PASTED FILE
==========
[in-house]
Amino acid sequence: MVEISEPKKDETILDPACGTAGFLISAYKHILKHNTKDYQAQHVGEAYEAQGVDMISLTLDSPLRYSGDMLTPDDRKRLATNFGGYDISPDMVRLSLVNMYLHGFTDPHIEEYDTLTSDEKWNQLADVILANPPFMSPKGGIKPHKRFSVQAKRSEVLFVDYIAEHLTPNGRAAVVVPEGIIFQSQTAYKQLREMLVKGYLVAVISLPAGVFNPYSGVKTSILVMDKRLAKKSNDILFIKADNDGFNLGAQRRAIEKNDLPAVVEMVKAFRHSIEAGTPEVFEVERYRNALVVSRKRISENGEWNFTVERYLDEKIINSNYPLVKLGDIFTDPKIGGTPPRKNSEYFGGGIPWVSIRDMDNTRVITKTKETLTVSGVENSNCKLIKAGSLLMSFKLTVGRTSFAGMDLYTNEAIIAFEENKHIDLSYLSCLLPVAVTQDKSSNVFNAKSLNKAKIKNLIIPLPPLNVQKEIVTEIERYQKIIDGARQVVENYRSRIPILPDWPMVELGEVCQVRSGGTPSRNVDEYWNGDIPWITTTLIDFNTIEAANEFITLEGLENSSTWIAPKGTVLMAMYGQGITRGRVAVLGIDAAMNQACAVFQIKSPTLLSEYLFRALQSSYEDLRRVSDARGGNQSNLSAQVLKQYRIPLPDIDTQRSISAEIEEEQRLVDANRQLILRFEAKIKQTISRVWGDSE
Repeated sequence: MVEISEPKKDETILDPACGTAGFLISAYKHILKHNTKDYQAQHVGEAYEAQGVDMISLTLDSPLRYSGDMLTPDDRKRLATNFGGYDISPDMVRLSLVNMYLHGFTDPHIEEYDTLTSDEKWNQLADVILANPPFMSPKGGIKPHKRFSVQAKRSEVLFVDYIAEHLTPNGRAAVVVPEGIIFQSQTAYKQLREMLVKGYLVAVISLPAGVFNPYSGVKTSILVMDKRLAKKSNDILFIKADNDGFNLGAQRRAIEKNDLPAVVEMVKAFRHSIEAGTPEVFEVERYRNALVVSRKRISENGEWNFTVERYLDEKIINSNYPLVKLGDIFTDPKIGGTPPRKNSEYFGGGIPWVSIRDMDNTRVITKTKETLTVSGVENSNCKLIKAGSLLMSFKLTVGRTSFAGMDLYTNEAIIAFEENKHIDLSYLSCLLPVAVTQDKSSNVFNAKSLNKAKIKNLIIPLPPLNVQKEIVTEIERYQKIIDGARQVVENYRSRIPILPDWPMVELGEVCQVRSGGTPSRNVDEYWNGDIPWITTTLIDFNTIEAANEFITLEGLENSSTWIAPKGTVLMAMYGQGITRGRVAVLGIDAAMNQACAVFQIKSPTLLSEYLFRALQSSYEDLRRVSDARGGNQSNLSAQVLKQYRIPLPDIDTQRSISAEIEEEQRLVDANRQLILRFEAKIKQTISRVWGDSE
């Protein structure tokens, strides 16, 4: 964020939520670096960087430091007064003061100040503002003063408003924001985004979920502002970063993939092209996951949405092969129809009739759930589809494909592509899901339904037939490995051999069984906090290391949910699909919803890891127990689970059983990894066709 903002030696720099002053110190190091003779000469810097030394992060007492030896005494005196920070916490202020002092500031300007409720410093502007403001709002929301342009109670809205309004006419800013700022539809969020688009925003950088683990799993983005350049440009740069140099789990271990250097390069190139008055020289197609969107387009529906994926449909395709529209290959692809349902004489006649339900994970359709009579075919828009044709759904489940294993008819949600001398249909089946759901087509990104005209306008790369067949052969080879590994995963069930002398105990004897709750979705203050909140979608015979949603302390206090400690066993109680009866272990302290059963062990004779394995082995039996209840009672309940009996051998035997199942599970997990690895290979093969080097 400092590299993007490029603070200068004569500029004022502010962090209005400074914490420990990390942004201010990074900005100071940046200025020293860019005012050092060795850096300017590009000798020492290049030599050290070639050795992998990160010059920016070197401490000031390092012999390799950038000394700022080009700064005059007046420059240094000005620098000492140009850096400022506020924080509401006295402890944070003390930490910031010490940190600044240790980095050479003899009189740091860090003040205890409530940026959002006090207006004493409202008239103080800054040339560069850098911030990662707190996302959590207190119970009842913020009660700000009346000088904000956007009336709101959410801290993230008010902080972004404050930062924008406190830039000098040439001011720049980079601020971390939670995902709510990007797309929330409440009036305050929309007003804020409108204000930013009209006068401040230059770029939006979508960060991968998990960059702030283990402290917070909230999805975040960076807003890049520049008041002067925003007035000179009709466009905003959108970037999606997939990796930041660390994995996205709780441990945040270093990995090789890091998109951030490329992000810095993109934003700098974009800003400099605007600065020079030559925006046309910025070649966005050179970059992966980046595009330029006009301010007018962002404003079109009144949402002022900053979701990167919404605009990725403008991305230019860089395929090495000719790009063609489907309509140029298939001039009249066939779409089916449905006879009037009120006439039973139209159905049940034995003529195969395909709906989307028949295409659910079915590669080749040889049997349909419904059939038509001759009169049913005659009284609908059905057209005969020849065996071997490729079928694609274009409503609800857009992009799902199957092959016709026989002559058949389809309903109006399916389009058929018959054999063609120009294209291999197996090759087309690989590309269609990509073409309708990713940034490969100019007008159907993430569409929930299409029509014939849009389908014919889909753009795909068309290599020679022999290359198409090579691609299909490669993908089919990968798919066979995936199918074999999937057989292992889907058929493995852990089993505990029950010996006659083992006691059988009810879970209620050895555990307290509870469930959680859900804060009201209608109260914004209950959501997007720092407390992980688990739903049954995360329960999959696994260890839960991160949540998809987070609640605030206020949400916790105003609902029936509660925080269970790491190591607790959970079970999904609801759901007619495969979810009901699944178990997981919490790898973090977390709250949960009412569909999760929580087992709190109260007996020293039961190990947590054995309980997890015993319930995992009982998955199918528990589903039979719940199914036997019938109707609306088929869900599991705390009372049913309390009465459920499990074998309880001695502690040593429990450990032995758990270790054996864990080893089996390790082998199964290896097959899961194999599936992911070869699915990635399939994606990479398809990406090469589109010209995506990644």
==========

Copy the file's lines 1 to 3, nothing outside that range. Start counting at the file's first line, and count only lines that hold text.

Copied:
[in-house]
Amino acid sequence: MVEISEPKKDETILDPACGTAGFLISAYKHILKHNTKDYQAQHVGEAYEAQGVDMISLTLDSPLRYSGDMLTPDDRKRLATNFGGYDISPDMVRLSLVNMYLHGFTDPHIEEYDTLTSDEKWNQLADVILANPPFMSPKGGIKPHKRFSVQAKRSEVLFVDYIAEHLTPNGRAAVVVPEGIIFQSQTAYKQLREMLVKGYLVAVISLPAGVFNPYSGVKTSILVMDKRLAKKSNDILFIKADNDGFNLGAQRRAIEKNDLPAVVEMVKAFRHSIEAGTPEVFEVERYRNALVVSRKRISENGEWNFTVERYLDEKIINSNYPLVKLGDIFTDPKIGGTPPRKNSEYFGGGIPWVSIRDMDNTRVITKTKETLTVSGVENSNCKLIKAGSLLMSFKLTVGRTSFAGMDLYTNEAIIAFEENKHIDLSYLSCLLPVAVTQDKSSNVFNAKSLNKAKIKNLIIPLPPLNVQKEIVTEIERYQKIIDGARQVVENYRSRIPILPDWPMVELGEVCQVRSGGTPSRNVDEYWNGDIPWITTTLIDFNTIEAANEFITLEGLENSSTWIAPKGTVLMAMYGQGITRGRVAVLGIDAAMNQACAVFQIKSPTLLSEYLFRALQSSYEDLRRVSDARGGNQSNLSAQVLKQYRIPLPDIDTQRSISAEIEEEQRLVDANRQLILRFEAKIKQTISRVWGDSE
Repeated sequence: MVEISEPKKDETILDPACGTAGFLISAYKHILKHNTKDYQAQHVGEAYEAQGVDMISLTLDSPLRYSGDMLTPDDRKRLATNFGGYDISPDMVRLSLVNMYLHGFTDPHIEEYDTLTSDEKWNQLADVILANPPFMSPKGGIKPHKRFSVQAKRSEVLFVDYIAEHLTPNGRAAVVVPEGIIFQSQTAYKQLREMLVKGYLVAVISLPAGVFNPYSGVKTSILVMDKRLAKKSNDILFIKADNDGFNLGAQRRAIEKNDLPAVVEMVKAFRHSIEAGTPEVFEVERYRNALVVSRKRISENGEWNFTVERYLDEKIINSNYPLVKLGDIFTDPKIGGTPPRKNSEYFGGGIPWVSIRDMDNTRVITKTKETLTVSGVENSNCKLIKAGSLLMSFKLTVGRTSFAGMDLYTNEAIIAFEENKHIDLSYLSCLLPVAVTQDKSSNVFNAKSLNKAKIKNLIIPLPPLNVQKEIVTEIERYQKIIDGARQVVENYRSRIPILPDWPMVELGEVCQVRSGGTPSRNVDEYWNGDIPWITTTLIDFNTIEAANEFITLEGLENSSTWIAPKGTVLMAMYGQGITRGRVAVLGIDAAMNQACAVFQIKSPTLLSEYLFRALQSSYEDLRRVSDARGGNQSNLSAQVLKQYRIPLPDIDTQRSISAEIEEEQRLVDANRQLILRFEAKIKQTISRVWGDSE